It’s pretty rare in the NFL for a player to get thrown out for an illegal hit.
Yet that’s what happened to 49ers linebacker Dre Greenlaw on Sunday vs. the Chargers, when he temporarily knocked quarterback Justin Herbert out of the game on a helmet-to-helmet hit at the end of the first half.
Kyle Shanahan expressed shock that Greenlaw was thrown out in addition to being given the 15-yard penalty. 49ers color commentator Tim Ryan went a step further on KNBR Monday, saying that Greenlaw didn’t even deserve to be penalized.
“How about that garbage call?” Ryan said when Murph and Mac brought up the play.
“Here’s how I look at it; (a) he’s not defenseless, he’s a runner. He had passed the line of scrimmage as a runner. I don’t care if he’s a quarterback, a running back, a tight end, a wide out, an offensive guard who picks up a fumble and runs beyond the line of scrimmage. He is a runner beyond the line of scrimmage.
“Quarterbacks get all the protection when they give themselves up. Herbert did not give himself up. Clearly he was a runner, clearly he was not defenseless as a runner. He was in a predicament and then a vulnerability to get smacked, which he did.
“Dre Greenlaw is not leading with the crown of his helmet, he’s not dipping down to hit him helmet-to-helmet, he’s coming in, same leg, same shoulder, how they are taught. Looked to me like he was leading with his shoulder. Herbert being tackled falls into Dre Greenlaw. Those contacts are going to happen. There is absolutely nothing Dre Greenlaw can do there. Again, he was not a defenseless player, he did not give himself up. It wasn’t even a freaking penalty in my eyes.”
The officials did indeed provide an explanation for the ejection after the game. The decision to disqualify Greenlaw came from the league office in New York. NFL Senior Vice President of Officiating Walt Anderson explained why Greenlaw’s act was “flagrant” to pool reporter Matt Barrows.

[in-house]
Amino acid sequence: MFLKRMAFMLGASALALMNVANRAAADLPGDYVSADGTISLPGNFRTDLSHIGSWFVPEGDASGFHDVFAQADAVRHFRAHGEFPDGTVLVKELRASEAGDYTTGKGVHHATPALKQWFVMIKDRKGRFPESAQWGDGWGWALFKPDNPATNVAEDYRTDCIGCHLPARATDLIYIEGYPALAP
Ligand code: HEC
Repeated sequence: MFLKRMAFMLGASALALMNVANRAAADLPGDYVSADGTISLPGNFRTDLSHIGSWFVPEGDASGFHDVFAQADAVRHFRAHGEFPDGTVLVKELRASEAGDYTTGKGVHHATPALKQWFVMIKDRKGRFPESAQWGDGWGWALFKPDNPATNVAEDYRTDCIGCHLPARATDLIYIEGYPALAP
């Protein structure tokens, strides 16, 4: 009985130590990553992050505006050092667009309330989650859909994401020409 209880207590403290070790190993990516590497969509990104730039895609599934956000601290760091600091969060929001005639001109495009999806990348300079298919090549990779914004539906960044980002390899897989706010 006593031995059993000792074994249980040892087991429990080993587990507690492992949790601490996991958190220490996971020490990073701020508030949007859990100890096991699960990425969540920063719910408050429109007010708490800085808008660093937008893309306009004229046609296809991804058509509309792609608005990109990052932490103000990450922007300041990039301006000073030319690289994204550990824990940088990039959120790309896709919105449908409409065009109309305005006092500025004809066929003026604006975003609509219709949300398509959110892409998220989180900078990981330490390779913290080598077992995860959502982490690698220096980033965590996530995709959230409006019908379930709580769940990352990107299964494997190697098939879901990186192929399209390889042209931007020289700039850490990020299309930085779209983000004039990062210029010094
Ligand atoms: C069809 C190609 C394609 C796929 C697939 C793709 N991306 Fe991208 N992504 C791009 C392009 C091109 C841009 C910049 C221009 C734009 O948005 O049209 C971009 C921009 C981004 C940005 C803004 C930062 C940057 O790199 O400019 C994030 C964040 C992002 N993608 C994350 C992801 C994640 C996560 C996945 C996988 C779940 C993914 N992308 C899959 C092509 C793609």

“The timing, the manner in which the player had an opportunity to make other choices and to make a different decision,” Coleman said “Those all go into factoring whether something is flagrant. Those are just some of the factors that are considered.”
“The runner was a downed runner. He was already down by contact. That certainly plays into taking a look at the actions taken by the defender. If he had other choices in terms of his actions, we felt like the actions he took were flagrant in nature and that was the reason for disqualification.”
Coleman also said that had Herbert been a non-quarterback, the same action would have been taken.
Ryan called BS on that.
“It’s because he’s a quarterback,” Ryan concluded, “because he’s Justin Herbert, and because of the effect.”
Listen to the full interview below. You can listen to every KNBR interview on our podcast page at knbr.com/podcasts or wherever you listen to podcasts.
Catch Murph & Mac weekdays from 6 – 10 a.m. on KNBR 104.5 / 680 and streaming live on KNBR.com.